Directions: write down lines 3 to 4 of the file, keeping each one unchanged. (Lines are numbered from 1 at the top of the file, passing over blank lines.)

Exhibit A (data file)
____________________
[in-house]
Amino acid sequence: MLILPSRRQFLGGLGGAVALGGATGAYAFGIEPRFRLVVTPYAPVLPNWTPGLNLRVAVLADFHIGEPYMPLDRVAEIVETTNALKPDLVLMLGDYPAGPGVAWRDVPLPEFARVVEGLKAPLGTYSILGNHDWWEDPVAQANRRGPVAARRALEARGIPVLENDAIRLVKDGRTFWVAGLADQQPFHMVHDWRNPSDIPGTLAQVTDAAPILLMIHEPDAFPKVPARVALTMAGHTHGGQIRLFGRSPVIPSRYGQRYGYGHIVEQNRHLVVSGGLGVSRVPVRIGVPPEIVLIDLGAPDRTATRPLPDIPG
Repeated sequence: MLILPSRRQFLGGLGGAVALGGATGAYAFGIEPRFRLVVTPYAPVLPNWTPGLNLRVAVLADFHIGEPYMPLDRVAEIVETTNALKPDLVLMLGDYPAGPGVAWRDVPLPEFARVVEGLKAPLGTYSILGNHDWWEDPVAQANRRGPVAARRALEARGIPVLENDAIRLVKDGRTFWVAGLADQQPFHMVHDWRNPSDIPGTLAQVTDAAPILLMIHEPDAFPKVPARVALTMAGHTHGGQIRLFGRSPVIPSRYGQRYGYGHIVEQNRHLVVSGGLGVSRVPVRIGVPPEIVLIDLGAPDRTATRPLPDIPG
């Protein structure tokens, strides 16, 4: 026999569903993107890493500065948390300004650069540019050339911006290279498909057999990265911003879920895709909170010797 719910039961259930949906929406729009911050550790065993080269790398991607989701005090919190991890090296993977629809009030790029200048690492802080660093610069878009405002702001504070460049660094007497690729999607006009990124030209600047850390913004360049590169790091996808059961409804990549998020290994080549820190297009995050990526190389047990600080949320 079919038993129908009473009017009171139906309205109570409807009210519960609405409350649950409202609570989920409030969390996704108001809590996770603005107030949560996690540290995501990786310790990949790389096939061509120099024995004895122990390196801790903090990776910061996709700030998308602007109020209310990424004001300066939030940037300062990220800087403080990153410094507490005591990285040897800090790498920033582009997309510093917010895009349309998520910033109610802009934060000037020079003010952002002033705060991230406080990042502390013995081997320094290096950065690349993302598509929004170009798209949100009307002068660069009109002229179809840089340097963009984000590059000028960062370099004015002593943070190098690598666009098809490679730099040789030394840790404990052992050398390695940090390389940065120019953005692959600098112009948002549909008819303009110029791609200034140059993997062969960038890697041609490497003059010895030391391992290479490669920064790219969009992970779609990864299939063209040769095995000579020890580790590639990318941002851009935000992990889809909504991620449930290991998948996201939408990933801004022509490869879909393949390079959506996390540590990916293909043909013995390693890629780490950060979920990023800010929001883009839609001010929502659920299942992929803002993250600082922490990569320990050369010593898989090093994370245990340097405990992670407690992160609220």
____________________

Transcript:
Repeated sequence: MLILPSRRQFLGGLGGAVALGGATGAYAFGIEPRFRLVVTPYAPVLPNWTPGLNLRVAVLADFHIGEPYMPLDRVAEIVETTNALKPDLVLMLGDYPAGPGVAWRDVPLPEFARVVEGLKAPLGTYSILGNHDWWEDPVAQANRRGPVAARRALEARGIPVLENDAIRLVKDGRTFWVAGLADQQPFHMVHDWRNPSDIPGTLAQVTDAAPILLMIHEPDAFPKVPARVALTMAGHTHGGQIRLFGRSPVIPSRYGQRYGYGHIVEQNRHLVVSGGLGVSRVPVRIGVPPEIVLIDLGAPDRTATRPLPDIPG
């Protein structure tokens, strides 16, 4: 026999569903993107890493500065948390300004650069540019050339911006290279498909057999990265911003879920895709909170010797 719910039961259930949906929406729009911050550790065993080269790398991607989701005090919190991890090296993977629809009030790029200048690492802080660093610069878009405002702001504070460049660094007497690729999607006009990124030209600047850390913004360049590169790091996808059961409804990549998020290994080549820190297009995050990526190389047990600080949320 079919038993129908009473009017009171139906309205109570409807009210519960609405409350649950409202609570989920409030969390996704108001809590996770603005107030949560996690540290995501990786310790990949790389096939061509120099024995004895122990390196801790903090990776910061996709700030998308602007109020209310990424004001300066939030940037300062990220800087403080990153410094507490005591990285040897800090790498920033582009997309510093917010895009349309998520910033109610802009934060000037020079003010952002002033705060991230406080990042502390013995081997320094290096950065690349993302598509929004170009798209949100009307002068660069009109002229179809840089340097963009984000590059000028960062370099004015002593943070190098690598666009098809490679730099040789030394840790404990052992050398390695940090390389940065120019953005692959600098112009948002549909008819303009110029791609200034140059993997062969960038890697041609490497003059010895030391391992290479490669920064790219969009992970779609990864299939063209040769095995000579020890580790590639990318941002851009935000992990889809909504991620449930290991998948996201939408990933801004022509490869879909393949390079959506996390540590990916293909043909013995390693890629780490950060979920990023800010929001883009839609001010929502659920299942992929803002993250600082922490990569320990050369010593898989090093994370245990340097405990992670407690992160609220």